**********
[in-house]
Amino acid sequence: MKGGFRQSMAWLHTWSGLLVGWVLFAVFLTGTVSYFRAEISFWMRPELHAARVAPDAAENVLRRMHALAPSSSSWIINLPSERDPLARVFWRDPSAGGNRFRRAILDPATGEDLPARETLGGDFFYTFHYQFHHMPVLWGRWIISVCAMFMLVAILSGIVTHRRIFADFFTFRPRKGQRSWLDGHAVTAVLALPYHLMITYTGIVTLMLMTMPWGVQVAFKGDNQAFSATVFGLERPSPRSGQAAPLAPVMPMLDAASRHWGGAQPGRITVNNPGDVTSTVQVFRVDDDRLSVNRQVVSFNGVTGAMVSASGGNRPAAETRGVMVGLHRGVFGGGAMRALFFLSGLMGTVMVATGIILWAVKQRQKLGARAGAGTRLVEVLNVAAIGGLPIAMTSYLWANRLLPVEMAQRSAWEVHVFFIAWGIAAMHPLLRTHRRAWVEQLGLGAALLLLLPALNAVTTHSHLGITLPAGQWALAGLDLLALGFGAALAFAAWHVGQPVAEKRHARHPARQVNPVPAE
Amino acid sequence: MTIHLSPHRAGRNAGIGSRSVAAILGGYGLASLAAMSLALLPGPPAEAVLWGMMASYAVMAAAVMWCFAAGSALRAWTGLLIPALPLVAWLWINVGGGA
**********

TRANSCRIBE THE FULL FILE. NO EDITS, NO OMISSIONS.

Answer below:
[in-house]
Amino acid sequence: MKGGFRQSMAWLHTWSGLLVGWVLFAVFLTGTVSYFRAEISFWMRPELHAARVAPDAAENVLRRMHALAPSSSSWIINLPSERDPLARVFWRDPSAGGNRFRRAILDPATGEDLPARETLGGDFFYTFHYQFHHMPVLWGRWIISVCAMFMLVAILSGIVTHRRIFADFFTFRPRKGQRSWLDGHAVTAVLALPYHLMITYTGIVTLMLMTMPWGVQVAFKGDNQAFSATVFGLERPSPRSGQAAPLAPVMPMLDAASRHWGGAQPGRITVNNPGDVTSTVQVFRVDDDRLSVNRQVVSFNGVTGAMVSASGGNRPAAETRGVMVGLHRGVFGGGAMRALFFLSGLMGTVMVATGIILWAVKQRQKLGARAGAGTRLVEVLNVAAIGGLPIAMTSYLWANRLLPVEMAQRSAWEVHVFFIAWGIAAMHPLLRTHRRAWVEQLGLGAALLLLLPALNAVTTHSHLGITLPAGQWALAGLDLLALGFGAALAFAAWHVGQPVAEKRHARHPARQVNPVPAE
Amino acid sequence: MTIHLSPHRAGRNAGIGSRSVAAILGGYGLASLAAMSLALLPGPPAEAVLWGMMASYAVMAAAVMWCFAAGSALRAWTGLLIPALPLVAWLWINVGGGA